How Specific Is Your Next Action?

Do you have a project that has sat on your plate for a while?  Perhaps a home repair that never seems to get completed or the office redesign that is caught in perpetual limbo.  Odds are the reason this project lacks momentum is because the time has not been taken to carefully consider the next physical action needed to move it forward.

action-arrowPhysical actions are visible to other people such as calling someone on the phone, typing an email, drafting a memo, or talking to a colleague.  A common trap is to believe that “thinking” about an item is a next action.  Thinking could be part of a next action if that process is accompanied by a physical movement to capture the ideas, such as drawing a mind map.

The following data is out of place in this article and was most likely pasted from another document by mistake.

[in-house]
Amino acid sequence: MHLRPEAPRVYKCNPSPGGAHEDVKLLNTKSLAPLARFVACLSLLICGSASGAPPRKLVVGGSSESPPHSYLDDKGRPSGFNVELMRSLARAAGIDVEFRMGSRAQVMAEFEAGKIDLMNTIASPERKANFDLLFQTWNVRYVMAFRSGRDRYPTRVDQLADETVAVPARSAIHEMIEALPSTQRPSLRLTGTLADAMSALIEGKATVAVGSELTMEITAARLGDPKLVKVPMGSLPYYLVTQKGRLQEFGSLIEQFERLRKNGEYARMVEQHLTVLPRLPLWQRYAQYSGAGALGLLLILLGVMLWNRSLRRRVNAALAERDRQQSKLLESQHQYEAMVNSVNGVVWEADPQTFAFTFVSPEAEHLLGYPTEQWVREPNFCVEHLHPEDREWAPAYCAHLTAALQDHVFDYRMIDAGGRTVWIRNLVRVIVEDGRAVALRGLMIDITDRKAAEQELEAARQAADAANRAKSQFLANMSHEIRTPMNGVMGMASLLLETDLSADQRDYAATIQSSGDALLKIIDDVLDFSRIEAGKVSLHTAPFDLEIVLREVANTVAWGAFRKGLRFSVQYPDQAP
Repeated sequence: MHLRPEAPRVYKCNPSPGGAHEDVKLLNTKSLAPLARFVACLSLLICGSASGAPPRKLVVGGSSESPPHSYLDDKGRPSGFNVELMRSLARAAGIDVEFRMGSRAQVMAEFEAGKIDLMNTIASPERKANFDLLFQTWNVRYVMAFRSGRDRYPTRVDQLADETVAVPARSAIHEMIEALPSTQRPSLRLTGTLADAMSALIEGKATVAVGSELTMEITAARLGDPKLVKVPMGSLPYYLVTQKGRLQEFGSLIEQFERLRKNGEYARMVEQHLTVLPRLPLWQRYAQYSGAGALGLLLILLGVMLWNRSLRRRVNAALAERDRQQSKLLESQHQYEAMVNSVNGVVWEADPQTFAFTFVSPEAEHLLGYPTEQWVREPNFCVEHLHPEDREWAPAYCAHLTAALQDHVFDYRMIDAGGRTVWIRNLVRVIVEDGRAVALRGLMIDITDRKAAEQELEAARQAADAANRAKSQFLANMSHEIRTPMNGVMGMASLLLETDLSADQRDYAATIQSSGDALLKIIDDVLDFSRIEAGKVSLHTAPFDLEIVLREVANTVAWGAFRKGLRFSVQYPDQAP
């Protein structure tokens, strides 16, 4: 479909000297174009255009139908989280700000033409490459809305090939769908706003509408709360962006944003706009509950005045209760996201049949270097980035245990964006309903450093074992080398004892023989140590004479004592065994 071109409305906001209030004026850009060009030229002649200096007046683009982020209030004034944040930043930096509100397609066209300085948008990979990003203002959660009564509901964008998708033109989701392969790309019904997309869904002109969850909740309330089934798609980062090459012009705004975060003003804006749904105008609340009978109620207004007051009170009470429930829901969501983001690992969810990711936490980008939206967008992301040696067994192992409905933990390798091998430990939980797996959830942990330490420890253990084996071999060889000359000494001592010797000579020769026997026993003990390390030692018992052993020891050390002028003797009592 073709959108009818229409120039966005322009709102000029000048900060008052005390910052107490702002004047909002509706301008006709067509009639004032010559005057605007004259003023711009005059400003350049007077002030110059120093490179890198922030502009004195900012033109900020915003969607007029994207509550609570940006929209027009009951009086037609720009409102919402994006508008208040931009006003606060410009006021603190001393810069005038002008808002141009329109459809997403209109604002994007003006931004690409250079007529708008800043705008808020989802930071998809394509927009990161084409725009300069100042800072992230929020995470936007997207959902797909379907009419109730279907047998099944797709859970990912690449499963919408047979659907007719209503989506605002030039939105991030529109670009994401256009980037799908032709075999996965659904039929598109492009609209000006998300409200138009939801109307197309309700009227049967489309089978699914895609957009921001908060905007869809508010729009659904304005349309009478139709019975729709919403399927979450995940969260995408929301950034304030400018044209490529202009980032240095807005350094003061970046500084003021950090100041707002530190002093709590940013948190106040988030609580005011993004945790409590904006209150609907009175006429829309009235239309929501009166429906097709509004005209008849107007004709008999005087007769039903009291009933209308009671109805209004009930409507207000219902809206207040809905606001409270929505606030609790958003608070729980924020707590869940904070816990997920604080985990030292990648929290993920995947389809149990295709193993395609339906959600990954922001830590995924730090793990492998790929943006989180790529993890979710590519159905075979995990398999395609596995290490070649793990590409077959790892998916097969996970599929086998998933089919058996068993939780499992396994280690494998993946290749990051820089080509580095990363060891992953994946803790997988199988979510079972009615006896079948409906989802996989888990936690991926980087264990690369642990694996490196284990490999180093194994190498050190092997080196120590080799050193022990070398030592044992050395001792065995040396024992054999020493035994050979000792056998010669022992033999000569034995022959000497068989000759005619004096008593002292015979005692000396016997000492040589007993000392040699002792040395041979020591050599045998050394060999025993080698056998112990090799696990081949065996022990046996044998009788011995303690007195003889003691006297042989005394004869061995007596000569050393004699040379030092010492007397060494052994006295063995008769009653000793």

Last week I met Andy Aichele, the new Organizational Learning and Development Manager for the Columbus Metropolitan Library and a certified GTD trainer.  He shared an effective way to think about how to create effective next actions.  The approach is to imagine delegating the action to someone else. Would they be able to understand and complete the action based on how you described it?

To practice this approach, the next time you develop a next action consider how you would describe it to another person.  If you could delegate it effectively to others, then you should be able to compete it yourself.  Projects only move forward through physical actions so be careful to effectively and clearly draft your next step.

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